Defect density is also worth watching—it measures number of defects per software size, for example per lines of code (LOC). While this metric can easily be skewed, it is valuable in fast-moving projects to check if growth in defects is “normal” given the growth of the underlying codebase.
3. Team Velocity
Velocity measures how many user stories were completed by the team, on average, in previous sprints. It assists in estimating how much work the team is able to accomplish in future sprints.
While velocity is a key metric to watch in any scrum project, experts warn against using it as a goal, or using velocity to compare teams to each other. Velocity is a subjective measure (based on each team’s definition of story points) that captures the team’s progress. Trying to artificially increase velocity can act to erode trust and reduce transparency between teams and management.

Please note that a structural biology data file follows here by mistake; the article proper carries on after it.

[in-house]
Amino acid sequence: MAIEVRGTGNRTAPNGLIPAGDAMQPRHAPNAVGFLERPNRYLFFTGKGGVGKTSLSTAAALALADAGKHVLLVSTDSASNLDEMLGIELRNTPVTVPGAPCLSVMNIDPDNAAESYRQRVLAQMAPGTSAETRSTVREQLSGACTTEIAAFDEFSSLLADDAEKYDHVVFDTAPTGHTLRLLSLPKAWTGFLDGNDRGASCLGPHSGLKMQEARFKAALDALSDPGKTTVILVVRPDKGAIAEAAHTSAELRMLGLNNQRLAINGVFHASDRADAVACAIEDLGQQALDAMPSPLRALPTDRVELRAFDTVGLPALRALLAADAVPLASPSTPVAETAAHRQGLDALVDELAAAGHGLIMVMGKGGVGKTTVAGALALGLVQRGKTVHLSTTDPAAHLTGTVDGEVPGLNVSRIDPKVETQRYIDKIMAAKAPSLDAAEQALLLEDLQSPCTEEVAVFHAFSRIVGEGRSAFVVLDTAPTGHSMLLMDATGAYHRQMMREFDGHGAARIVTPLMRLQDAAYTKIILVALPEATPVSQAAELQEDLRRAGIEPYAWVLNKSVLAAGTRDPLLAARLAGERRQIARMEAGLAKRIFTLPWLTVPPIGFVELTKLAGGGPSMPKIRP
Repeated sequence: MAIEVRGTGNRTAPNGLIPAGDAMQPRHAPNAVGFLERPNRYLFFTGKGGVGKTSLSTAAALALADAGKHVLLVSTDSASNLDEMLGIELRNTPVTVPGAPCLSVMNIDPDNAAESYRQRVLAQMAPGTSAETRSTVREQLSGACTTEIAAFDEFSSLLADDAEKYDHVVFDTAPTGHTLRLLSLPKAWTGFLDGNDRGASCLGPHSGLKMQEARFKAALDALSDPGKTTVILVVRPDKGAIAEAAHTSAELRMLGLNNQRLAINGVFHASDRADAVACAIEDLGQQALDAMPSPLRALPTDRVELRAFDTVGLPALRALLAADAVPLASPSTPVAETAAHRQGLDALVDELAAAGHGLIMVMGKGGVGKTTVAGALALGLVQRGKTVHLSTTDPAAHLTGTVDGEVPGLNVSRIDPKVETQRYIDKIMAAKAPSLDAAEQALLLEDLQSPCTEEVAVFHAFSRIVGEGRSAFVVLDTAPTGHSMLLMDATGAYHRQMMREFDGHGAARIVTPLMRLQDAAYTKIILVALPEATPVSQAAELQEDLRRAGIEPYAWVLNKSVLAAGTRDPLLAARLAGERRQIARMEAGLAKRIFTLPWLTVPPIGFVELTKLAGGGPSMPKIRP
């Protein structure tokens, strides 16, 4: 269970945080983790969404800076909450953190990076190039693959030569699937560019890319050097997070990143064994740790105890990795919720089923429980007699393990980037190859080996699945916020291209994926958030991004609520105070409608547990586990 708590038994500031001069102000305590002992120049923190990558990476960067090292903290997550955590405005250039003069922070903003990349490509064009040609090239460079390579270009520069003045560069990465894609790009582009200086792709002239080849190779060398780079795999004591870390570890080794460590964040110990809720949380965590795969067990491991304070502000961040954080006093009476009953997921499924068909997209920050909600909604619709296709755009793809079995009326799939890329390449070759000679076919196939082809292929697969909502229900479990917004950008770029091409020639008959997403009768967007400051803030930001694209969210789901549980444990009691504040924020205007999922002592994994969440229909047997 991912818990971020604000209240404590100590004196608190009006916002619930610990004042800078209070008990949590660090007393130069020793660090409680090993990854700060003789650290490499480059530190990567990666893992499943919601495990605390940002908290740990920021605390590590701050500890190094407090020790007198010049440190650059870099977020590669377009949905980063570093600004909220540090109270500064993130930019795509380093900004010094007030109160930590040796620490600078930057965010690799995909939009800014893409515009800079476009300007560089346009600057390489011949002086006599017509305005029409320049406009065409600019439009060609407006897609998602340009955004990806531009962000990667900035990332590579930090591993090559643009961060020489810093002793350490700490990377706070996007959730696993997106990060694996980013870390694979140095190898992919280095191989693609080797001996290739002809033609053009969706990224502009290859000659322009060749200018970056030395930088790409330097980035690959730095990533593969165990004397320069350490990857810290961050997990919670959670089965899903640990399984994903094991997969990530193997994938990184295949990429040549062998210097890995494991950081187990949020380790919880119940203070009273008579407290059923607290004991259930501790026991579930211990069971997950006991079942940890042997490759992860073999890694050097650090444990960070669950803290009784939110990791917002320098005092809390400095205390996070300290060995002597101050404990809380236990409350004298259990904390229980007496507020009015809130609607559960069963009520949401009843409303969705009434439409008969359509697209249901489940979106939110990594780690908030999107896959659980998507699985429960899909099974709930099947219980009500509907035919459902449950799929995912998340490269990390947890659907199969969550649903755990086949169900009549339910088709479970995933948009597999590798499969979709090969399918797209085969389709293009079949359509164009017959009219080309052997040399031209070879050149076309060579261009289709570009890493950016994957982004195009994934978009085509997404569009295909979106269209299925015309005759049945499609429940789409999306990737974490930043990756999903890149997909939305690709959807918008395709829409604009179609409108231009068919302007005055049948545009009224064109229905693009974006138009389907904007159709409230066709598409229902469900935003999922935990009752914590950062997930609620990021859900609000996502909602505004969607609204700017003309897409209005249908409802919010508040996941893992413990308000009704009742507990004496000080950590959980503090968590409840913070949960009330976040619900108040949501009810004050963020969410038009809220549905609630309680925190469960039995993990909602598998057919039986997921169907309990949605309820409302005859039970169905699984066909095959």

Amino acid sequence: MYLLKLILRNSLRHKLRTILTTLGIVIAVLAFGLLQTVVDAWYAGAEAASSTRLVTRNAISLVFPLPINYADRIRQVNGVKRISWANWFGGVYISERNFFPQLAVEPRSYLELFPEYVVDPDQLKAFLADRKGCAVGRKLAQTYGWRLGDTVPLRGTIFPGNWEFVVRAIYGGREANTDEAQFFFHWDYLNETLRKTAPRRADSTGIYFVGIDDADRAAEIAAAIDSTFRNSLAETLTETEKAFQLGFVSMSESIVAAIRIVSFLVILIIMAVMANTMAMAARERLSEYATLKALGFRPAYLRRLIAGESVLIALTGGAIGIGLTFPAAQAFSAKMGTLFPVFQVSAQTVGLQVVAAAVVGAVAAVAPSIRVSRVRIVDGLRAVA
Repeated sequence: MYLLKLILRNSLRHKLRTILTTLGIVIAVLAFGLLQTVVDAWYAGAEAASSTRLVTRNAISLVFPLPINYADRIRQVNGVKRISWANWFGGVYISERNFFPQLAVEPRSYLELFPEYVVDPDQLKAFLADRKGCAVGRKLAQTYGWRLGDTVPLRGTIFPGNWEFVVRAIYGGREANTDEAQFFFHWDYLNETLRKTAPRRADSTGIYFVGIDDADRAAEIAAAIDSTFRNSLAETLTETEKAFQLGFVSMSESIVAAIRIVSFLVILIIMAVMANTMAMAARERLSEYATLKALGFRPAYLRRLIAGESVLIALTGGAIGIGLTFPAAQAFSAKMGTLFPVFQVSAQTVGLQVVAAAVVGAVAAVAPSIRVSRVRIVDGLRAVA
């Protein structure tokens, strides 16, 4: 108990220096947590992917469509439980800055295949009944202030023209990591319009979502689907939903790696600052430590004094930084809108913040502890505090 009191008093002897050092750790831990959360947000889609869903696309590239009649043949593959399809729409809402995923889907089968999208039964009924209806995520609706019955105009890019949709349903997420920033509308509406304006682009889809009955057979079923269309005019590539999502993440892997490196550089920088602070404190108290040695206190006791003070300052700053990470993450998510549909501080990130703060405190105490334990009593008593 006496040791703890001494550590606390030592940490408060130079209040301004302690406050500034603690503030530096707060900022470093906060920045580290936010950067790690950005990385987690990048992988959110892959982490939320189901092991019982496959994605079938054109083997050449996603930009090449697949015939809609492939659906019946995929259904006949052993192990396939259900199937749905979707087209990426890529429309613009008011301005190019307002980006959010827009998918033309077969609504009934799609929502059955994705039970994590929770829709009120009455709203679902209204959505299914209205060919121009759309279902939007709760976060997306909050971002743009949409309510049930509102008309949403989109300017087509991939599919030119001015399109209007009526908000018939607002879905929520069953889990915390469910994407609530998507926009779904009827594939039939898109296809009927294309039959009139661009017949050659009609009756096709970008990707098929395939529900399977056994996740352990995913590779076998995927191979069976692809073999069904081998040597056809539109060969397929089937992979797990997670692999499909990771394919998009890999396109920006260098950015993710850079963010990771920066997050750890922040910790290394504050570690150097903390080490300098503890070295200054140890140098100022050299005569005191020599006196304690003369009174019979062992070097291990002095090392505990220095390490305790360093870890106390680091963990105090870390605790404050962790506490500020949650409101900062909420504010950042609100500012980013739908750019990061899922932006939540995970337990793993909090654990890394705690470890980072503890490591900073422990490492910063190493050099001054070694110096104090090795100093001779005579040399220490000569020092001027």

4. Sprint Burndown
The sprint burndown chart is the classic representation of progress within a sprint. It shows the number of hours remaining to complete the stories planned for the current sprint, for each day during the sprint. The sprint burndown shows, at a glance, whether the team is on schedule to complete the sprint scope or not.
Scrum Metrics—Measuring Effectiveness
The following metrics can help assess the effectiveness of scrum teams in meeting business goals:
1. Time to Market
Time to market is the time a project takes to start providing value to customers, or the time it takes to start generating revenue. The first can be calculated by taking the length of the number of sprints before a scrum team releases to production. The second could be longer, depending on the organization’s alpha and beta testing strategy.